Two years ago, in this very paper, some rube wrote; "As long as Top Gear is number one the dude can pretty much get away with whatever he wants. All this suspension demonstrates is exactly how invaluable and irreplaceable he actually is."
Almost immediately after I filed that column the BBC escalated its position. The suspension became a straight up firing. The dude had not gotten away with it...
Jeremy Clarkson, outspoken and boorish and usually clad in double denim, was outski. Kaput. Finished.
As for me? Well, I was alright. My call had been woefully wrong yes, but, ya know, everyone occasionally stuffs up on the job, right?
Strange as it sounds I also found some solace to in being so splutteringly and totally incorrect. At least I could never be accused of half-assing these things.
As for Clarkson? Well, he was better than alright. His unemployment lasting less time than my standard work day. Not only that, his new employers gave him both complete creative control and wads more money than the wads he was getting at the Beeb.
Having the lousy anger and control issues that would lead to him socking some poor sap right in the smacker really was the best thing that could have ever happened to him.
So he left rainy Blighty and moved to sunny America. He was the first high profile signing to join Amazon, the behemoth online shopping site who, after destroying book shops, general retail and shopping malls had now decided it wanted to get in on the online streaming biz that was destroying television stations.
Clarkson would be the sparkly jewel in the crown, used to lure viewers to Amazon Prime Video (APV). For many countries it seemed to work. His new show The Grand Tour was pulling in big numbers - although Amazon wouldn't disclose them.
There's no reason to doubt them. It was the number one show when APV launched in the US, UK, Germany and Austria last year. And, just before Christmas, it launched in a 195 more countries. Including here.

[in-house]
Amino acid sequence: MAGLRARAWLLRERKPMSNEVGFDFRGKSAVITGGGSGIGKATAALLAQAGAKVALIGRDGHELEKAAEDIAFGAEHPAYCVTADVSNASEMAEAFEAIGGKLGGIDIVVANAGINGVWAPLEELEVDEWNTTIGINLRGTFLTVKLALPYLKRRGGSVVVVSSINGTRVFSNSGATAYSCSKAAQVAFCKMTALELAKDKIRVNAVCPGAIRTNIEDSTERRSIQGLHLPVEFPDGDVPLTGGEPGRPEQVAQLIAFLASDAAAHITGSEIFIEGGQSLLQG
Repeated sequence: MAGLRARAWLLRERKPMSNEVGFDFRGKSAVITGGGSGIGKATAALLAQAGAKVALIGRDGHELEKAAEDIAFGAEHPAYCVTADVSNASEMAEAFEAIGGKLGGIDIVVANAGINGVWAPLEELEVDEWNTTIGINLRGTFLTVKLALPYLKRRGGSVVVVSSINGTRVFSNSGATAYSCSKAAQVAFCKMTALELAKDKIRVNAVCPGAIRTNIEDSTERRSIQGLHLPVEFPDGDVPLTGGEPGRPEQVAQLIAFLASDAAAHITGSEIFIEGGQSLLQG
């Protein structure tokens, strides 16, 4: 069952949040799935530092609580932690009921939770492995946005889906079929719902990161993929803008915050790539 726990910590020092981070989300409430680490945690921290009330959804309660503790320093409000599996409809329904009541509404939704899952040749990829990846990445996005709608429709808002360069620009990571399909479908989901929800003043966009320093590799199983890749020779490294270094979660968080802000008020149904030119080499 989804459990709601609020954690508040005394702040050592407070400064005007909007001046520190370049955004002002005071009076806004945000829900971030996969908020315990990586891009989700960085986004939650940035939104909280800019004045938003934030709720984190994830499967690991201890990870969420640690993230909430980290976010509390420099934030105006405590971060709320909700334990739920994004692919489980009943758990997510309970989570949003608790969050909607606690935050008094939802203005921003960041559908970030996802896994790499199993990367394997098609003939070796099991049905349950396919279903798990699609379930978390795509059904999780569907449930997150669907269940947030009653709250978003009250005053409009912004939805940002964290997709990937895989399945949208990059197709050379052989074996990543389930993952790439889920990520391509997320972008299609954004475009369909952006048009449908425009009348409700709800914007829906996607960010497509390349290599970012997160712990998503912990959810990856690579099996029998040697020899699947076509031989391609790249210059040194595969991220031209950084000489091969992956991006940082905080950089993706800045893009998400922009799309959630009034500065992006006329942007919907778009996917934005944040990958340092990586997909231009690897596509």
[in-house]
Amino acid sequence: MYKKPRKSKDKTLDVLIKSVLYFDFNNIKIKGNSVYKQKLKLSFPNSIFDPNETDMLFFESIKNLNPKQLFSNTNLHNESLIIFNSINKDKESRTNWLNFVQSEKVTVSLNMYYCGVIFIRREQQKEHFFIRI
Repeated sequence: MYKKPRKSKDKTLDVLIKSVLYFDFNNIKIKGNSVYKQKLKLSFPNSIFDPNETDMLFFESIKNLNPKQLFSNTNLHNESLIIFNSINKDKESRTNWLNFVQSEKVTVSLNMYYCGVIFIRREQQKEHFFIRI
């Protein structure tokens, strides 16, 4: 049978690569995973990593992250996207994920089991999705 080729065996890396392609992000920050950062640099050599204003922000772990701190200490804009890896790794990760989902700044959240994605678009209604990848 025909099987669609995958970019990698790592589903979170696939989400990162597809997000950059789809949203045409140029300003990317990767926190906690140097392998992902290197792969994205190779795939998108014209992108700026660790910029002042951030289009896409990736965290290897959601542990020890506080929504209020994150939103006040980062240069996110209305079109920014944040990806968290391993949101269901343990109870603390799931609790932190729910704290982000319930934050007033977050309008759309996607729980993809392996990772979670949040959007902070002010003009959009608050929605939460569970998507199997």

I have no idea how successful it's fared. Amazon's presence isn't as keenly felt in Aotearoa. Extended delivery wait times and the high shipping charges involved in getting stuff to the bottom of the world often eats up any savings you'd otherwise get from shopping online.
I've bought a couple of things from Amazon in the past but don't bother these days. But my account still worked which made signing up to APV easy as. I signed in. Clicked 'Start Free Trial' and was done. Simples.
The free period is only a measly seven days, which feels extremely tight for one of the world's biggest retailers and when compared to the generous 30 days offered by Lightbox and Neon.
However Amazon does discount the first six months of subscription, making the monthly payment less than a cup of coffee.
Judged against a single cup of ground beans, some hot water and a splash of milk it does represent pretty good value. There's a decent amount of decent stuff to watch. Which kinda sums it up; decent not outstanding.
It's weird that Woody Allen's telly series Crisis in Six Scenes is labelled as 'coming soon' considering its been online in the States for yonks. But it's great that the filthy and funny Fleabag is watchable now.
While I haven't got to it yet the WW2 'what-if' drama The Man in the High Castle has serious buzz.
Amazon is definitely coming out punching here, but Netflix remains the undisputed champ of original content.
Similarly, APV's movie offering while a bit light, is alright. As long as you don't want to watch anything made anytime recently.
For what I'll laughably dub "newer stuff" the cut off seems to be around 2012. And while there's some decent classics like The Godfather, Top Gun and Scarface, two of those are on Netflix. This double up also occurs with telly shows like Seinfeld and Transparent which are both on Lightbox.
But what of ol' Clarkson? All that money and creative control has resulted in a show that's near enough exactly the same as the one he was forced to leave.
There's glitzy car-porn masquerading as reviews, some very fast driving around a race track, kerr-razy vehicle based stunts and dad jokes a-plenty.
The Grand Tour tweaks and changes the Top Gear formula just enough so as to not get sued into oblivion, but Clarkson has not seized the opportunity to reinvent the racing wheel here.
In that previous column I called Clarkson and his cohorts Richard Hammond and James May, "a legit global phenomenon. Wildly popular wherever there are men with a television and a car."
I'm pretty sure I got that bit right at least. But Amazon are absolutely counting on it.